Some Japanese Did and Some Didn't Remember
Having taught history for years, I have spent many hours researching, traveling, and asking questions of others about the details of various events. This is especially true about the time of WWII. My father was stationed on Saipan, Iowa Jima, and Okinawa. While in high school, I saw the movie, The Bridge on the River Kwai. This is less than a 3-minute clip toward the end of the movie:
Years later while traveling in Thailand, I went to Kanchanaburi where one of two bridges still is there. The emotional and learning experience of standing upon the bridge was quite intense. I had just traveled from Chiang Mai in the north of Thailand down to just outside of Bangkok. While I was in Chiang Mai, I went to a hospital with food poisoning. I was very sick with the food poisoning, which I had had for about 6-hours. By the time I decided to go to the hospital, I had gotten all of the food out of my body. The doctor gave me some pills but assured me that there was no more poison left in my system.
Then I wound up at Kanchanabura with the clear memory of the way I spent the day before. There I stood on the bridge and understood what the POWs and locals felt like sending several years building the Death Railway. I experienced for a moment what they all felt much of their time building the bridge. Even though I felt horrible, I did not have some Japanese soldier beating me with the butt of a rifle or just shooting me, because I could not stand up and work due to a dozen of illnesses far worse than food poisoning.
While I would not recommend food poisoning to anyone, I will tell you that it was an immense learning experience. I now knew in a very real sense the history about the bridge on the River Kwai.
I was so moved by that learning lesson, when I returned to South East Asia to observe the development of Myanmar/Burma; I made sure that I went to Mawlamyaing near the terminus of the Railway of Death. Forever, prior to going to Mawlamyaing, the travel itinerary took us to nnnnn to see a Buddhist shrine. The tour guide that I had hired pointed to a large wall with large writing. The guide pointed it out to me and asked what I made of it?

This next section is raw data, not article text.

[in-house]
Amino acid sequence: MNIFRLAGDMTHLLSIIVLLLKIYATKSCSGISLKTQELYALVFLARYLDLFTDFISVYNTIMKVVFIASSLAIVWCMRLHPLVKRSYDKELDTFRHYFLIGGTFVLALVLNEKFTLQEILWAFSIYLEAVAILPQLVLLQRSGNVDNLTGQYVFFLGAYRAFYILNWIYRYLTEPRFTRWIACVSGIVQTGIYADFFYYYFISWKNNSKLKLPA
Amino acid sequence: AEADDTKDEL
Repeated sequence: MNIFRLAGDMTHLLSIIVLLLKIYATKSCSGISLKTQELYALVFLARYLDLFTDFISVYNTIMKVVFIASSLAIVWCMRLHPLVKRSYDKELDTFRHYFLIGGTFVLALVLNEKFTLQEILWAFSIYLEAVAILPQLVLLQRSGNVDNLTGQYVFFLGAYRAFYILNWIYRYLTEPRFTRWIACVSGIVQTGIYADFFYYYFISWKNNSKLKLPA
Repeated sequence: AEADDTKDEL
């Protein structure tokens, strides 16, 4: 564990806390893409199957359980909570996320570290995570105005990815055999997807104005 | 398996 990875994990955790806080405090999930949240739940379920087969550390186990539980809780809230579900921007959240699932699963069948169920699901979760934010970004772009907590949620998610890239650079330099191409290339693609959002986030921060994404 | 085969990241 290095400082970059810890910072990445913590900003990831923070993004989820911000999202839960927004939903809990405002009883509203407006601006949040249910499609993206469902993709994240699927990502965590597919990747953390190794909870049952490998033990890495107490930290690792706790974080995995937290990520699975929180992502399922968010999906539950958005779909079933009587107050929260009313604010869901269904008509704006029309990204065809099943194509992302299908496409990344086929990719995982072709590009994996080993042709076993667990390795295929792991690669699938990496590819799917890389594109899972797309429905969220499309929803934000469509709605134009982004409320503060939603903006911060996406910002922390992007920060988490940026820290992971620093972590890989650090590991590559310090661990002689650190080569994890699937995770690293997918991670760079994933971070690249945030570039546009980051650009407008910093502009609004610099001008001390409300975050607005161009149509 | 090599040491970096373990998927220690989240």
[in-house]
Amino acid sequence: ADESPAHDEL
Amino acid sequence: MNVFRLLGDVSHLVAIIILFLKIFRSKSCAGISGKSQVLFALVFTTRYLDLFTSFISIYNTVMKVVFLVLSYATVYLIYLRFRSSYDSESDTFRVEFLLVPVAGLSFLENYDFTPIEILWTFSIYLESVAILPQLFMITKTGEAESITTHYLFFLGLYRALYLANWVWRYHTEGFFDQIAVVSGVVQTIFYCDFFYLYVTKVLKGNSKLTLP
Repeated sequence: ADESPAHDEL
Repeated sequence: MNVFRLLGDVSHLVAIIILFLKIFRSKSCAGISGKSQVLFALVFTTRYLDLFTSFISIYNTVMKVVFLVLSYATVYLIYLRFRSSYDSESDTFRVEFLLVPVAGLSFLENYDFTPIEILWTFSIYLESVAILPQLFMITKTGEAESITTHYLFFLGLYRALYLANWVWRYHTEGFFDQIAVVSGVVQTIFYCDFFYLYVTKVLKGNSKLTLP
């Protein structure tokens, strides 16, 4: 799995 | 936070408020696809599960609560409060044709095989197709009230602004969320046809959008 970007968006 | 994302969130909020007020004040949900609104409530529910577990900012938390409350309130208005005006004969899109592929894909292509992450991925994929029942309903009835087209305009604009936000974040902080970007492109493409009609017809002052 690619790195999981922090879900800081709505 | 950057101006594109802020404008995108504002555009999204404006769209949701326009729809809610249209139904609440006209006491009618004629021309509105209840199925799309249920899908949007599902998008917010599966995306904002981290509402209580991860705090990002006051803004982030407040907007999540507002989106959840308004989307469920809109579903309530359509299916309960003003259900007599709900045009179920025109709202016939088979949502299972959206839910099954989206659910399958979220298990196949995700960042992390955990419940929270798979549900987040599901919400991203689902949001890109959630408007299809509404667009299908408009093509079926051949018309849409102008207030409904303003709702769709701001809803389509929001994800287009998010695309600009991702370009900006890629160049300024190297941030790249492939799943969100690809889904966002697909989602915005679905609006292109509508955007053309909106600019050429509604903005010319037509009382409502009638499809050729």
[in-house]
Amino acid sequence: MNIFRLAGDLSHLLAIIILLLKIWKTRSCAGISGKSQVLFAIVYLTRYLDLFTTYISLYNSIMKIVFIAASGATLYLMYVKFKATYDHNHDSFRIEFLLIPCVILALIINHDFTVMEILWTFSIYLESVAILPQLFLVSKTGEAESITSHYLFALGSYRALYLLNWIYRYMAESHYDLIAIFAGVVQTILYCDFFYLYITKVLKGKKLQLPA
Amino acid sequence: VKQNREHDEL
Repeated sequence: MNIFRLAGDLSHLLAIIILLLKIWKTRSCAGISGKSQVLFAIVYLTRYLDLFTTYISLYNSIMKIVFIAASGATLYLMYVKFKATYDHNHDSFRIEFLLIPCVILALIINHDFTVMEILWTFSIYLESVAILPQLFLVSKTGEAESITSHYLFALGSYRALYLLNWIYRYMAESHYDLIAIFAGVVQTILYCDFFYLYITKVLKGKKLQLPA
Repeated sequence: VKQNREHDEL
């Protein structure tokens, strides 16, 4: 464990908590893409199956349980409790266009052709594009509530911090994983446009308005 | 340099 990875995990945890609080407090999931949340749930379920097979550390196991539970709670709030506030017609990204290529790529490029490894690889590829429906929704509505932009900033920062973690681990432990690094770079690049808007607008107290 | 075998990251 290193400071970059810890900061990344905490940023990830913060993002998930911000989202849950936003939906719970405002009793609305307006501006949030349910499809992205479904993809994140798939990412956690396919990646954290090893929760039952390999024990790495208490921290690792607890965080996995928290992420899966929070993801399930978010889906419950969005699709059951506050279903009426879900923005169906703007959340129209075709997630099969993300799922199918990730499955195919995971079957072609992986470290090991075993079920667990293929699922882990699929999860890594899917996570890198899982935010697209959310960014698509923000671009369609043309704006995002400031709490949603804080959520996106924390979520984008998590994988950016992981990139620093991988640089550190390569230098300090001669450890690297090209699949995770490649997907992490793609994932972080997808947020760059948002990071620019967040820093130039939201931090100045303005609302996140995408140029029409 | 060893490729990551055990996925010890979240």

My response was that I could not read Chinese. His response was that it was not Chinese but Japanese. His next question was what was on the other side of the wall. To that inquiry, I was sure that it was a cemetery of Japanese. These graves were of fallen Japanese who had died during battles of WWII.
In fact, a Buddhist shrine was erected in honor of those fallen soldiers.
This both puzzled and rattled me. The wall, the cemetery, and the shrine were in honor of fallen Japanese soldiers of the Imperial Army in their invasion of South East Asia especially those stationed around the Death Railway between Bangkok and Yangon. Had the Japanese not invaded nearly all of Asia during WWII, there would have been no need for a cemetery and shrine to those fallen in the Japanese failed attempt to capture all of Asia.
Prior to the Japanese being defeated by the Allies and locals throughout Asia, 10,000 POWs were captured and killed. Approximately 250,000 Asians and 60,000 Allies were forced to build the 265-mile Death Railway. Approximately 90,000 locals and over 12,000, which was nearly 40% the Asians and 20% of the Allies, died because of torture, beatings, disease, and starvation.
In addition, the Japanese erected a religious shrine in honor their fallen soldiers in Southeaster Asia. Many of fallen Japanese soldiers were the ones that killed over 100,000 POWs who were forced to build the Death Railway. There seems to be an ethical disconnect when they decided to immortalize their fallen soldiers.
Having said that and at the other end of the Death Railway just outside of Bangkok, a Japanese soldier, Takashi Nagase, who worked for the military police as the POWs were forced to build the railroad. After the war, the Japanese POWs had to search for the graves of some of the 100,000 who were killed by their soldiers while they built the railway. That experience of locating and digging up the graves of the local Asians and Allied POWs woke him up to that inhumanity done by his fellow Japanese soldiers during the war.
Takashi Nagase became a Buddhist monk and the founder of the River Kwae Peace Foundation, which provides scholarships to the needy students at Kanchanaburi. Therefore, at least at one end of the Death Railway, there was some redeeming benefit to the war.
Visit the Burma Independence page to read more about this topic.